66% of teens believe social media companies are not doing enough to curb cyberbullying. And 33% of kids have deleted a social media account to avoid cyberbullying.  
Pew Research Center found 59% of American teens had been bullied online, including offensive name-calling (42%), false rumors (32%), unsolicited receipt of explicit images (25%), “someone other than a parent constantly ask where they are, who they’re with or what they’re doing” (21%), physical threats (18%), and non-consensual sharing of explicit images of the teen (7%). 
However, not only teens engage in cyberbullying or experience the effects. Kids as young as ten face cyberbullying, specifically racist attacks, globally. 
And 41% of American adults reported being harassed online, ranging from offensive name-calling (31%) to stalking (11%). Adults were most likely to be targeted for political views (50%), their gender (33%), race or ethnicity (29%), religion (19%), and sexual orientation (16%). 75% of adults who have been cyberbullied indicated the harassment happened on social media. 
The harms carry over into offline life. People under the age of 25 who were cyberbullied were more than twice as likely to “self-harm and enact suicidal behavior” than non-victims. 
Cyberbullying victims of any age are subject to mental, emotional, and physical harms, including upset, embarrassment, anxiety, shame, depression, loss of sleep, headaches, and stomachaches. Victims may be less productive or skip school and work. Some may turn to drugs and alcohol to cope with the distress. 
Cyberbullying can also have large-scale global implications. Amnesty International accused Meta (parent company of Facebook, Instagram, and WhatsApp among others) of fueling the Rohingya massacres in Myanmar. The organization stated: “The mass dissemination of messages that advocated hatred, inciting violence, and discrimination against the Rohingya, as well as other dehumanizing and discriminatory anti-Rohingya content, poured fuel on the fire of long-standing discrimination and substantially increased the risk of an outbreak of mass violence.” Read More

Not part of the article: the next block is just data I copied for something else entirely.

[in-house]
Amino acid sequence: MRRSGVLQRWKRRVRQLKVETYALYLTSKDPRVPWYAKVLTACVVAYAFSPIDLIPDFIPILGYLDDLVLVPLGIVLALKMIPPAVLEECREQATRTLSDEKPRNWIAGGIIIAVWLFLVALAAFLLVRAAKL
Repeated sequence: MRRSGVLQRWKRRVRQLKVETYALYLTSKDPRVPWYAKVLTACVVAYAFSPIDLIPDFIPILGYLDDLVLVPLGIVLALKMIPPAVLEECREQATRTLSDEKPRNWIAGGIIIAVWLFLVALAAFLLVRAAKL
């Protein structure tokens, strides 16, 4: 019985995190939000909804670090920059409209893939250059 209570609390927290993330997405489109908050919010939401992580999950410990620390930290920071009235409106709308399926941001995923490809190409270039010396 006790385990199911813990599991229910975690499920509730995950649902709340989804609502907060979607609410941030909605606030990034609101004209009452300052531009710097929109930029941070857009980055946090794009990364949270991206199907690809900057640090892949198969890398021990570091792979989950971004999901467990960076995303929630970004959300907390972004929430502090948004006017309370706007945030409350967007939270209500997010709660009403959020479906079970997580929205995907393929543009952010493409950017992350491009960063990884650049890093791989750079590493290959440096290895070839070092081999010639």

Social media encourages the spread of misinformation.
Social media users frequently collect in echo chambers, which are generally figurative but sometimes literal places where similarities among people greatly outnumber differences. Users may share biases, political affiliations, gender, race, sexual orientation, income, employment status, or any number of other demographic identifiers. 
Echo chambers allow misinformation to flourish because users are less likely to fact-check a post by someone with whom they identify and want to agree. Outside of an echo chamber, someone is more likely to fact-check and stem the misinformation before it goes viral. Further, within an echo chamber, extreme misinformation is more likely to go viral to encourage engagement on the social media platform among the echo chamber’s participants. 
Social media platforms exploit and manipulate the impulse for like-minded people to gather by programming algorithms to show more information of the same vein and by not controlling the bots and trolls that spread misinformation. 
“Human biases play an important role: Since we’re more likely to react to content that taps into our existing grievances and beliefs, inflammatory tweets will generate quick engagement. It’s only after that engagement happens that the technical side kicks in: If a tweet is retweeted, favorited, or replied to by enough of its first viewers, the newsfeed algorithm will show it to more users, at which point it will tap into the biases of those users too—prompting even more engagement, and so on. At its worse [sic], this cycle can turn social media into a kind of confirmation bias machine, one perfectly tailored for the spread of misinformation,” explained Chris Meserole, Director of Research for the Brookings Artificial Intelligence and Emerging Technology Initiative. 
According to a 2022 study, “[d]isaster, health, and politics emerged as the three domains where misinformation [on social media] can cause severe harm, often leading to casualties or even irreversible effects…. [For example,] misinformation in these areas has higher potential to exacerbate the existing crisis in society.”